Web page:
The linebacking unit will be back and fairly strong this season, with Blake Martinez returning at inside backer. Martinez had 101 tackles and 4.5 sacks last year, and he’ll line up beside Noor Davis, who will become a regular starter for the first time in his career when he returns from a lower leg injury. But the group will still be missing some standout players from last year’s squad, including outside linebacker James Vaughter. Up front, the line will have to replace defensive end and 2014 sack leader Henry Anderson. Junior linebacker Peter Kalambayi should help shore up any shortcoming after notching 6.5 sacks and 9.5 tackles for loss last year. But if you’re expecting the unit to put up the same numbers as 2014’s defense did, don’t hold your breath.
Running back Christian McCaffrey is indeed a guy to know, as he’s the new starting tailback, but I’m not quite sure what to make of him. Yes, he came on strong late last year, but many folks are attaching a little bit too much hype to the true sophomore who rushed for an absolutely staggering 300 yards and zero touchdowns all of last season.
To be fair, he did do alright when he hit the field toward the end of 2014 and finished the year averaging 7.1 yards per carry. This year, behind an experienced—and hopefully better—offensive line, it’s not hard to imagine him cracking at least 700 yards rushing. McCaffrey’s a speedy little dude, and in a conference in which defense isn’t exactly every team’s specialty, he can be a threat out of the backfield.
The Cardinal should win 8-9 games this year, but no, they can’t make the playoff. And here’s why: their schedule is full of great offenses that are going to score, and they can’t hang with all of them.
They have to go to USC, and host UCLA, Oregon, Arizona, and Notre Dame. I count at least three losses there. There’s no escaping the fact that Hogan is an average quarterback who doesn’t exactly have a ton to work with in his receiving corps. McCaffrey is good, but he’s not Nick Chubb. He’ll do fine in a Pac-12 stocked full of middling defense, but he’s not going to put the team on his back.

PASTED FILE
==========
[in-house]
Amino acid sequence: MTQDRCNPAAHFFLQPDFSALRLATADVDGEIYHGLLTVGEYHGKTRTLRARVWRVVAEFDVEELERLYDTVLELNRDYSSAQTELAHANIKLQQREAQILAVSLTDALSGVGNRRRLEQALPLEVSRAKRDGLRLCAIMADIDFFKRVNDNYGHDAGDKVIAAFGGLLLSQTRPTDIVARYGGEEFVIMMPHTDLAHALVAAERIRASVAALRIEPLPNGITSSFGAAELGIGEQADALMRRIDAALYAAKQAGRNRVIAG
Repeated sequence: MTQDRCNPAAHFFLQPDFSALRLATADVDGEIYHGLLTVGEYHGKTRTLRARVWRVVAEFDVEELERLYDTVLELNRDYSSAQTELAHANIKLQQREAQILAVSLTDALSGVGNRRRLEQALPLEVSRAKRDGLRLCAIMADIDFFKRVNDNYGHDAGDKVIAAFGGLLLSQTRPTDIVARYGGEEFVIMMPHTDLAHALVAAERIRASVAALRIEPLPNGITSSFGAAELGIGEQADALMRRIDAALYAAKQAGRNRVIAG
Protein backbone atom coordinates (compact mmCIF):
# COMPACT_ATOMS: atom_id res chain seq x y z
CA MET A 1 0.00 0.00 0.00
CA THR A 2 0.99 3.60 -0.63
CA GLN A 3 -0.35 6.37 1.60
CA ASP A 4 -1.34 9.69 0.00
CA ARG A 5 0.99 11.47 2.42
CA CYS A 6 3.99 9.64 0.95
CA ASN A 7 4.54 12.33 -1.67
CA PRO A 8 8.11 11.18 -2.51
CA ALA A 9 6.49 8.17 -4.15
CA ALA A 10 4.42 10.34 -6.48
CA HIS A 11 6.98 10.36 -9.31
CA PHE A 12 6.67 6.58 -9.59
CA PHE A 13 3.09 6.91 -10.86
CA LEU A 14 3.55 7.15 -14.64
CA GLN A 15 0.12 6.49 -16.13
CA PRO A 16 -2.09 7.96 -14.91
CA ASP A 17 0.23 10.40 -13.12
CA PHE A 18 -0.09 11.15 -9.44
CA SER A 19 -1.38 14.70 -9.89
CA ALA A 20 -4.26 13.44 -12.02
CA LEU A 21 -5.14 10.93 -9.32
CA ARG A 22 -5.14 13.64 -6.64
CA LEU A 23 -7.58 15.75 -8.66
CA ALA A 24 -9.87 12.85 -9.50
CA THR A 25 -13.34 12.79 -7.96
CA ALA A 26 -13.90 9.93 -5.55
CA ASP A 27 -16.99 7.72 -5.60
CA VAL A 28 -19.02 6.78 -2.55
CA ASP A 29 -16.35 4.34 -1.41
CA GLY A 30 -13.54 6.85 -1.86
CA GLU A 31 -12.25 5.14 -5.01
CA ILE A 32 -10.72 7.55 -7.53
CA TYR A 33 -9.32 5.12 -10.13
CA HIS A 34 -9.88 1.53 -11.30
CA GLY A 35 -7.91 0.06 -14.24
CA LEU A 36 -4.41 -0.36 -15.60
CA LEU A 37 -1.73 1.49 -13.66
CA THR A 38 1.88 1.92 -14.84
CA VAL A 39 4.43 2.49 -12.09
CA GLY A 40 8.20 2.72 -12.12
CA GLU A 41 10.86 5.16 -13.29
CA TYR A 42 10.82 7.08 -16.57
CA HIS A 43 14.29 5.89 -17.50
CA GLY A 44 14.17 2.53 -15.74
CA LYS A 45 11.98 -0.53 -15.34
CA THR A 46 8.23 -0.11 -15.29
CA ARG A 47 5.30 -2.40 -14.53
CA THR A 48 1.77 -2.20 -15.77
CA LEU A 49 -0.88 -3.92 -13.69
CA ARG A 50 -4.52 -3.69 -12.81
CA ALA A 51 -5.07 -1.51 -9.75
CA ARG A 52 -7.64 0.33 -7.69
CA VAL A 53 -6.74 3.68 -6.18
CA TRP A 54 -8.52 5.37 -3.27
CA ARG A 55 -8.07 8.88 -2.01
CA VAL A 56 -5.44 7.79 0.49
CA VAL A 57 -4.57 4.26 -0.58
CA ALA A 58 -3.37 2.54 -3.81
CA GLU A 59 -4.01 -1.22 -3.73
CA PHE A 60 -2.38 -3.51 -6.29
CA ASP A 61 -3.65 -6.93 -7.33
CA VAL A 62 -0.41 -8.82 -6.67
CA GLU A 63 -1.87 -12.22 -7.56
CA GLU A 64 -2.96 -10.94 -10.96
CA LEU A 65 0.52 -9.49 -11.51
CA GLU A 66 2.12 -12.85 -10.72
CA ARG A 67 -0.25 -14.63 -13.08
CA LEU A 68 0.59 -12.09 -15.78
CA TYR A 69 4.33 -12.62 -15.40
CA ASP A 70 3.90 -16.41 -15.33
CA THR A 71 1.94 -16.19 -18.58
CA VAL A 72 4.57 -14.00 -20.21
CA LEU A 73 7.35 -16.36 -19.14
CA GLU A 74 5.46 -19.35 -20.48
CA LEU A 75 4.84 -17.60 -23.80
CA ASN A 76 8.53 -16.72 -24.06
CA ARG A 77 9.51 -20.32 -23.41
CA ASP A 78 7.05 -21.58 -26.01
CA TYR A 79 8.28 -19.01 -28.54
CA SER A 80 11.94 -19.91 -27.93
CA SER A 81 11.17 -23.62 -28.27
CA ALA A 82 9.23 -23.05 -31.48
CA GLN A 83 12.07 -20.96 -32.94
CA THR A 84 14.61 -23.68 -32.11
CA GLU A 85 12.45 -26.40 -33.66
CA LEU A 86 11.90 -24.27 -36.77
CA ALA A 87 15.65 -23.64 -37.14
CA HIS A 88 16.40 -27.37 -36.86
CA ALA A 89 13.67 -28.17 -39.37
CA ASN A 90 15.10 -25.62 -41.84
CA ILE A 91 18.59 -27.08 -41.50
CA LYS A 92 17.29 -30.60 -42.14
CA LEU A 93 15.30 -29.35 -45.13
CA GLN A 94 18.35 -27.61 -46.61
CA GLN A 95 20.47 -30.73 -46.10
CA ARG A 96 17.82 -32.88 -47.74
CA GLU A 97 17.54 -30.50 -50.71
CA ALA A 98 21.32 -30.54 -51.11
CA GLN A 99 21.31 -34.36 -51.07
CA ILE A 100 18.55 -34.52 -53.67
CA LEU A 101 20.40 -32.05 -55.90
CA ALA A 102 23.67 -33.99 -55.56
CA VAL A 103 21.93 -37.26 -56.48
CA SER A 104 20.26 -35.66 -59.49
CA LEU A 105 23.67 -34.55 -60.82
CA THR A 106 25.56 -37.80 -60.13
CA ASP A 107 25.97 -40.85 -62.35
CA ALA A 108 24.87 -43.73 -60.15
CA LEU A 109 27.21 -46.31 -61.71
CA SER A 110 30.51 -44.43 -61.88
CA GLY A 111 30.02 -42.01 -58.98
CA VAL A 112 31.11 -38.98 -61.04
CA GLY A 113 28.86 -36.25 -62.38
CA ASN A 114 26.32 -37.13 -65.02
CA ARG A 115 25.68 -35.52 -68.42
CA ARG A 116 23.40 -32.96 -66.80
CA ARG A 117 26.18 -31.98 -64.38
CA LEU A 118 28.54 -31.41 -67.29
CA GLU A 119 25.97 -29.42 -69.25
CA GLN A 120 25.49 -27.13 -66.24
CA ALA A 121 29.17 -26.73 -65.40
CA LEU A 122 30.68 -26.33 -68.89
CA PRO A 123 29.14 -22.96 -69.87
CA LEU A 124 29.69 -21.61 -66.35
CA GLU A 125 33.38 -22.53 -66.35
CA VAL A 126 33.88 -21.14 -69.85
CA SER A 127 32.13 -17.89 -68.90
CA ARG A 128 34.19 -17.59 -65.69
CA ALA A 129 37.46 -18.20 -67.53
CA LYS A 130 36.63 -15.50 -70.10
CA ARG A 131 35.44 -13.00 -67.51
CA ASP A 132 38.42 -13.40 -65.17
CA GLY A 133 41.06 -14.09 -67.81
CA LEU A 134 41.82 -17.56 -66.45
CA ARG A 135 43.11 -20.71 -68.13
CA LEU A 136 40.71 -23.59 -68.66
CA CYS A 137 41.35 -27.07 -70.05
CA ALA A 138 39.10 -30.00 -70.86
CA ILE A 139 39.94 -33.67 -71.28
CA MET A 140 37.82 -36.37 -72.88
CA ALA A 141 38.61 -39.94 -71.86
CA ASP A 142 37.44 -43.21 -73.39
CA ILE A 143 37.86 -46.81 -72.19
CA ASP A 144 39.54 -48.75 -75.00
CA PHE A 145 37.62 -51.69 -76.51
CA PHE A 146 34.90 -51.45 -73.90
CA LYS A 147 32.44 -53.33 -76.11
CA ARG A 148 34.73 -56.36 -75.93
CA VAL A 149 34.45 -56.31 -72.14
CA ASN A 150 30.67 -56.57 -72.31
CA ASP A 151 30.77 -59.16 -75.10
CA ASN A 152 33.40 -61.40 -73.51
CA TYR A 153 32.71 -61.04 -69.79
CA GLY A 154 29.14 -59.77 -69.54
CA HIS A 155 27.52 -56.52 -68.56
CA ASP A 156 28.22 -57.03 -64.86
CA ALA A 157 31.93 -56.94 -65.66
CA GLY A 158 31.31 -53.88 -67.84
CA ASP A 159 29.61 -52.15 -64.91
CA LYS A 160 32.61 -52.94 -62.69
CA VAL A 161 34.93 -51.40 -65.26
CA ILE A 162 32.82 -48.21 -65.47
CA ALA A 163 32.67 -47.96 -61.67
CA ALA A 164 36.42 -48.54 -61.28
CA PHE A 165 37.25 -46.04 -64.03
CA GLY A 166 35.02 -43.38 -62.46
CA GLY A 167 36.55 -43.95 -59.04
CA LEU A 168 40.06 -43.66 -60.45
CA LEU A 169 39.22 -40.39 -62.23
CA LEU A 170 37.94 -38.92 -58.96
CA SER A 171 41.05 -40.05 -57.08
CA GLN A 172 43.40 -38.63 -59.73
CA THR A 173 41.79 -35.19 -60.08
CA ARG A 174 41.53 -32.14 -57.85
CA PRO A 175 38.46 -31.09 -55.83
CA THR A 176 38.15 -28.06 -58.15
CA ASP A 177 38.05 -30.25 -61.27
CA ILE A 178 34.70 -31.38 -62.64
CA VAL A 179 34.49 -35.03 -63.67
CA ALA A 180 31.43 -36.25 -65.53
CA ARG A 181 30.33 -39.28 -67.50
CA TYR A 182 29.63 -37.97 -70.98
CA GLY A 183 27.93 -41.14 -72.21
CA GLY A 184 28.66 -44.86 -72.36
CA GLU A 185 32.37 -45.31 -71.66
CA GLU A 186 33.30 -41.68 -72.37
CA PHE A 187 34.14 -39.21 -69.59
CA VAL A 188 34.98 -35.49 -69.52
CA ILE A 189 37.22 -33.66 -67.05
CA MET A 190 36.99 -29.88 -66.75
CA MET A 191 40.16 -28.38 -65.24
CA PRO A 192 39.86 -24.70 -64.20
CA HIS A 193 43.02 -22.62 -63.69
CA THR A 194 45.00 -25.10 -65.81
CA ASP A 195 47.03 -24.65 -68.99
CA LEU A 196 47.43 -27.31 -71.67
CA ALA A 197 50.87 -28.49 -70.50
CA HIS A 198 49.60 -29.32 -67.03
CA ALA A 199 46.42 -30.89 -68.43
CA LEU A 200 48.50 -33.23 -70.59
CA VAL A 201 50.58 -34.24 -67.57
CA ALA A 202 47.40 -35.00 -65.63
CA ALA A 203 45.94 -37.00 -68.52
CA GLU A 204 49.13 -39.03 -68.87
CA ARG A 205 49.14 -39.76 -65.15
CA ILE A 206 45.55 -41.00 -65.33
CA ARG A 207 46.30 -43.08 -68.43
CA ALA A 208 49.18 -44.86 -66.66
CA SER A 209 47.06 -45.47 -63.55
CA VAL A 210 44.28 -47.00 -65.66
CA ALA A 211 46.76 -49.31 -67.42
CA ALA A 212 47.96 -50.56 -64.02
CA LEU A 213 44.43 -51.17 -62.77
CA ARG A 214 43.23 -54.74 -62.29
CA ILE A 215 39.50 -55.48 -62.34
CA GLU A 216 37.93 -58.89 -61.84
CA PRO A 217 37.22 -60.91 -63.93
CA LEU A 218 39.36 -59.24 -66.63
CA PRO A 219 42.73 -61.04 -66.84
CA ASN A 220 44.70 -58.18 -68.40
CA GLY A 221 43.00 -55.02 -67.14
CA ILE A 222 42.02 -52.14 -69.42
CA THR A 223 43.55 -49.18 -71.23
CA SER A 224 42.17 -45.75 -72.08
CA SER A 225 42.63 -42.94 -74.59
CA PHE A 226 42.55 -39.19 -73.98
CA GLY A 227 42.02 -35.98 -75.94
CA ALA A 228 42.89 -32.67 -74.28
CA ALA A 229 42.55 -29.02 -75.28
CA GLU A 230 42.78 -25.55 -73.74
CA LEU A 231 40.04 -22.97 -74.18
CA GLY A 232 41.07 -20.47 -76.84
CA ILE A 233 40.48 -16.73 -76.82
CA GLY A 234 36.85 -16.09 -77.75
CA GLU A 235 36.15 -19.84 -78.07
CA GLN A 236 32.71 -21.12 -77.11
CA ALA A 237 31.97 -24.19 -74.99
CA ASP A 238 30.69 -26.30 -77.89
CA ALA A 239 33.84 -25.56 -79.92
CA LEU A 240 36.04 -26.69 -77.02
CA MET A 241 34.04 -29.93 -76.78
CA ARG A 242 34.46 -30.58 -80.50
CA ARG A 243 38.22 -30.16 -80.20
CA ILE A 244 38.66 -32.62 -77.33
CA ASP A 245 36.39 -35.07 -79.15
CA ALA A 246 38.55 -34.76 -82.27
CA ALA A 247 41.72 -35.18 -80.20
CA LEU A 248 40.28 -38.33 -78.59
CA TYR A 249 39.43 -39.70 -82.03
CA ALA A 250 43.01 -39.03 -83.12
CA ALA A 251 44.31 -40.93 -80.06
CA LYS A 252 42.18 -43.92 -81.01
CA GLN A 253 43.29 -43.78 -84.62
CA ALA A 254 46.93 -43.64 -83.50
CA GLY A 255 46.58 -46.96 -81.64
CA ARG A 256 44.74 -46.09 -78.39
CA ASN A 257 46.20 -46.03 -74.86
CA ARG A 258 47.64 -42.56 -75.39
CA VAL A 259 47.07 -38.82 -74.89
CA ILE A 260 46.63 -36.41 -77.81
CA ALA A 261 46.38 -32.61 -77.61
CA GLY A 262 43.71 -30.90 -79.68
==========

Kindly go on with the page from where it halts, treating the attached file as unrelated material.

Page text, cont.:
The best shot the Cardinal have at coming out of that hellish schedule undefeated is if the defense loses its damn mind and just straight up shuts down every single team. But the thing is, you have to score to win, and unless the D holds all those great Pac-12 offenses to 10 points—like it did just one time last year—Stanford is coming away with a 9-3 regular season, at best. But that’s nothing to be mad about.
David Shaw teamed up with maniac/good football coach Jim Harbaugh and helped him build some of college football’s best offenses at the University of San Diego and then Stanford. He was there for two almost-Heisman winners in Andrew Luck and Toby Gerhart, and up until an off 2014, has been working his magic as the head coach. That being said, he up and left Heather Cox high after the Rose Bowl. “Are you kidding me?” Shaw is probably not a dick, but next time, don’t stiff Heather.
The Cardinal will make a better run at the Pac-12 North than they did last year, but ultimately, Stanford won’t have what it takes to overcome its offense and difficult schedule.
Sept. 5: @ Northwestern
Sept. 12: Central Florida
Sept. 19: @ USC
Sept. 25: @ Oregon State
Oct. 3: Arizona
Oct. 15: UCLA
Oct. 24: Washington
Oct. 31: @ Washington State
Nov. 7: @ Colorado
Nov. 14: Oregon
Nov. 21: California
Nov. 28: Notre Dame